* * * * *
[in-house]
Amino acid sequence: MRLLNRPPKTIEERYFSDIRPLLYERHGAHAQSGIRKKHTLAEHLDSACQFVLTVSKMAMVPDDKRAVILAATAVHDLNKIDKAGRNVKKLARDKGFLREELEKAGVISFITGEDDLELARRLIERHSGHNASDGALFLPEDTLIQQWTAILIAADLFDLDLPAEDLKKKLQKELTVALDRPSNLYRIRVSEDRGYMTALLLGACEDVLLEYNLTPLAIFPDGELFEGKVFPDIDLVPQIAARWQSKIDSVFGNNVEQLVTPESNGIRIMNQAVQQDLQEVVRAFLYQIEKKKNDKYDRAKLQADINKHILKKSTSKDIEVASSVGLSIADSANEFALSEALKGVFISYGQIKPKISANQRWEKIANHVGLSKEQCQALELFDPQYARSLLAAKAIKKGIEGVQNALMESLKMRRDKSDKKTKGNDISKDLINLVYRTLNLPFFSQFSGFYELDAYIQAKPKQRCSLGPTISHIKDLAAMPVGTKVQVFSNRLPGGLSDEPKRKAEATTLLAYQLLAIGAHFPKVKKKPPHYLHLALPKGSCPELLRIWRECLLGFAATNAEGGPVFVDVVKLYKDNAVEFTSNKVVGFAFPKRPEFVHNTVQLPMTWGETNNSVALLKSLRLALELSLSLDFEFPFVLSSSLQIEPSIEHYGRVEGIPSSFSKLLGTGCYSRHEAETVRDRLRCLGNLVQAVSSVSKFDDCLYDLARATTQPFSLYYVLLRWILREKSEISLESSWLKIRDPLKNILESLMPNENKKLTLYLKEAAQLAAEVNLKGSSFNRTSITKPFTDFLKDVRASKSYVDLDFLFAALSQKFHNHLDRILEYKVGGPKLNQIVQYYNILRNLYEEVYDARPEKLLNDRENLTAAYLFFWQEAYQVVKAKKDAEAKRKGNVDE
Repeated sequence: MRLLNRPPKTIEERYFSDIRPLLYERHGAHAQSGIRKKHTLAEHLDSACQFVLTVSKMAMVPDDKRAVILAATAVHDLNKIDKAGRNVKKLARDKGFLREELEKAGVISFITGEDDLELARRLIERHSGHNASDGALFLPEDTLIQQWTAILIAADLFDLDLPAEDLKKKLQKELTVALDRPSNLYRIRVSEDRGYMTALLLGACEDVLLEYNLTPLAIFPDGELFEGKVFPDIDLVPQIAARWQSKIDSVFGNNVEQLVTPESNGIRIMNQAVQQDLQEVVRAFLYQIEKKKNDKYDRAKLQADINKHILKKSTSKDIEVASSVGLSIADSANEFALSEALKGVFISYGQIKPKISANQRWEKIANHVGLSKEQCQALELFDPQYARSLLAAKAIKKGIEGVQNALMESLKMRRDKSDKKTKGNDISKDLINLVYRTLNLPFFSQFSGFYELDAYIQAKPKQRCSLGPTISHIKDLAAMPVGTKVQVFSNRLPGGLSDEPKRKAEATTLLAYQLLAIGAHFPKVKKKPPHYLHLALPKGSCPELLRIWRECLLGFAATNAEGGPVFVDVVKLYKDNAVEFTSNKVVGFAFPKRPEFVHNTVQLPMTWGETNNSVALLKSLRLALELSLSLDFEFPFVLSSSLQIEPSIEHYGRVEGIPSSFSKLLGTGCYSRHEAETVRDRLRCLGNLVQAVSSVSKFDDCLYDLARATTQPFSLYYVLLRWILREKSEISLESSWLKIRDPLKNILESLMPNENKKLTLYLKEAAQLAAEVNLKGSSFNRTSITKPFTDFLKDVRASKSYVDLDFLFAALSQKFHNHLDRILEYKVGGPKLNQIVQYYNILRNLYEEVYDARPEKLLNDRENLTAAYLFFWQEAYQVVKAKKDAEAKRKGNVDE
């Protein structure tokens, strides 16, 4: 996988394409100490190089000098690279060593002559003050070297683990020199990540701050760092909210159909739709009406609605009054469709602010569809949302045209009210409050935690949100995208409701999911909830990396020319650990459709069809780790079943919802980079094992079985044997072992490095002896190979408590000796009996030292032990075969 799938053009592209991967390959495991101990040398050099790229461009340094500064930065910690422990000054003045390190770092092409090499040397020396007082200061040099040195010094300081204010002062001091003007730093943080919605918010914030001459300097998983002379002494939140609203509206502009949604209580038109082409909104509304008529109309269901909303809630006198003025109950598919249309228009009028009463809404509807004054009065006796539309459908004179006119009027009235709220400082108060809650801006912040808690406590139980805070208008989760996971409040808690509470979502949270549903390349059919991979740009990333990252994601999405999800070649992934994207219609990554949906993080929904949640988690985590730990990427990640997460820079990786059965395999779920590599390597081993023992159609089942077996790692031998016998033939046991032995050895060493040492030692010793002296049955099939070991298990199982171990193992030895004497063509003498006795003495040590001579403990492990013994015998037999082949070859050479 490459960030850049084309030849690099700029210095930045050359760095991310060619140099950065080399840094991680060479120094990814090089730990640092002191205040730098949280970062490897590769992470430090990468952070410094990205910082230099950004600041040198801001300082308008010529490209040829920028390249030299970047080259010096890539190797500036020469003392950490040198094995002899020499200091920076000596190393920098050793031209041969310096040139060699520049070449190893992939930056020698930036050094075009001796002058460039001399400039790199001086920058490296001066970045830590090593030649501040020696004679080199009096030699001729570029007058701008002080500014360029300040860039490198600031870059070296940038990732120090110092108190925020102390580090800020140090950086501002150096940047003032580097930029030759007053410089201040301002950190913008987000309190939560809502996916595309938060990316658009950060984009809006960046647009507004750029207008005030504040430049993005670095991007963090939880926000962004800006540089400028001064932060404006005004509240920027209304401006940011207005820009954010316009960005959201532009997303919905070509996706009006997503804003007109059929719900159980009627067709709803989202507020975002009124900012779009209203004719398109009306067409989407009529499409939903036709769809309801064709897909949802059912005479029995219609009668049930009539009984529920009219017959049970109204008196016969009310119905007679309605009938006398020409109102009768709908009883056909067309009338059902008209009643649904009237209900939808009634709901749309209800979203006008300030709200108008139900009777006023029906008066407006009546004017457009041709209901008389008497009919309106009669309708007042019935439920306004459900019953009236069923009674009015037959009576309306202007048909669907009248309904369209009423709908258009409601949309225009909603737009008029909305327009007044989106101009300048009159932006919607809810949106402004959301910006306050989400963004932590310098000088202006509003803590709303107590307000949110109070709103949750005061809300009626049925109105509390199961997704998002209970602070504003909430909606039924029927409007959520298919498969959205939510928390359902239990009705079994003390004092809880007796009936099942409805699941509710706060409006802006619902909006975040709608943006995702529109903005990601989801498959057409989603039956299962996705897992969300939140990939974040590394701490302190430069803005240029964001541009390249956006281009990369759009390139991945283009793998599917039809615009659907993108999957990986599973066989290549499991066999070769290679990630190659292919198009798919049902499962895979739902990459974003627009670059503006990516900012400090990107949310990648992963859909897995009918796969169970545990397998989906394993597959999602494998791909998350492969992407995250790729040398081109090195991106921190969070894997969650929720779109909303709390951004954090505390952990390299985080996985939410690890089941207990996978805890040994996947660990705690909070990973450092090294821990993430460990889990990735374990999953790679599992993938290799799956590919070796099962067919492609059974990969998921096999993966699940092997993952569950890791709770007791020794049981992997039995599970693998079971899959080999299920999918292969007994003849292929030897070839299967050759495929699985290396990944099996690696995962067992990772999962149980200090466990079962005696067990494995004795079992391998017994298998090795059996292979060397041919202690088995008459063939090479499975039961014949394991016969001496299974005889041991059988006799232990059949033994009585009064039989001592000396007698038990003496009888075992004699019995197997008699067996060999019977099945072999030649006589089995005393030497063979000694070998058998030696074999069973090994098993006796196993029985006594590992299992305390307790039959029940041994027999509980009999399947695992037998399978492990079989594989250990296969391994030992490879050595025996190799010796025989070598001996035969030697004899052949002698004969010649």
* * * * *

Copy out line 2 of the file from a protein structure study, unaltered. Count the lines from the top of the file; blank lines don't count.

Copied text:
Amino acid sequence: MRLLNRPPKTIEERYFSDIRPLLYERHGAHAQSGIRKKHTLAEHLDSACQFVLTVSKMAMVPDDKRAVILAATAVHDLNKIDKAGRNVKKLARDKGFLREELEKAGVISFITGEDDLELARRLIERHSGHNASDGALFLPEDTLIQQWTAILIAADLFDLDLPAEDLKKKLQKELTVALDRPSNLYRIRVSEDRGYMTALLLGACEDVLLEYNLTPLAIFPDGELFEGKVFPDIDLVPQIAARWQSKIDSVFGNNVEQLVTPESNGIRIMNQAVQQDLQEVVRAFLYQIEKKKNDKYDRAKLQADINKHILKKSTSKDIEVASSVGLSIADSANEFALSEALKGVFISYGQIKPKISANQRWEKIANHVGLSKEQCQALELFDPQYARSLLAAKAIKKGIEGVQNALMESLKMRRDKSDKKTKGNDISKDLINLVYRTLNLPFFSQFSGFYELDAYIQAKPKQRCSLGPTISHIKDLAAMPVGTKVQVFSNRLPGGLSDEPKRKAEATTLLAYQLLAIGAHFPKVKKKPPHYLHLALPKGSCPELLRIWRECLLGFAATNAEGGPVFVDVVKLYKDNAVEFTSNKVVGFAFPKRPEFVHNTVQLPMTWGETNNSVALLKSLRLALELSLSLDFEFPFVLSSSLQIEPSIEHYGRVEGIPSSFSKLLGTGCYSRHEAETVRDRLRCLGNLVQAVSSVSKFDDCLYDLARATTQPFSLYYVLLRWILREKSEISLESSWLKIRDPLKNILESLMPNENKKLTLYLKEAAQLAAEVNLKGSSFNRTSITKPFTDFLKDVRASKSYVDLDFLFAALSQKFHNHLDRILEYKVGGPKLNQIVQYYNILRNLYEEVYDARPEKLLNDRENLTAAYLFFWQEAYQVVKAKKDAEAKRKGNVDE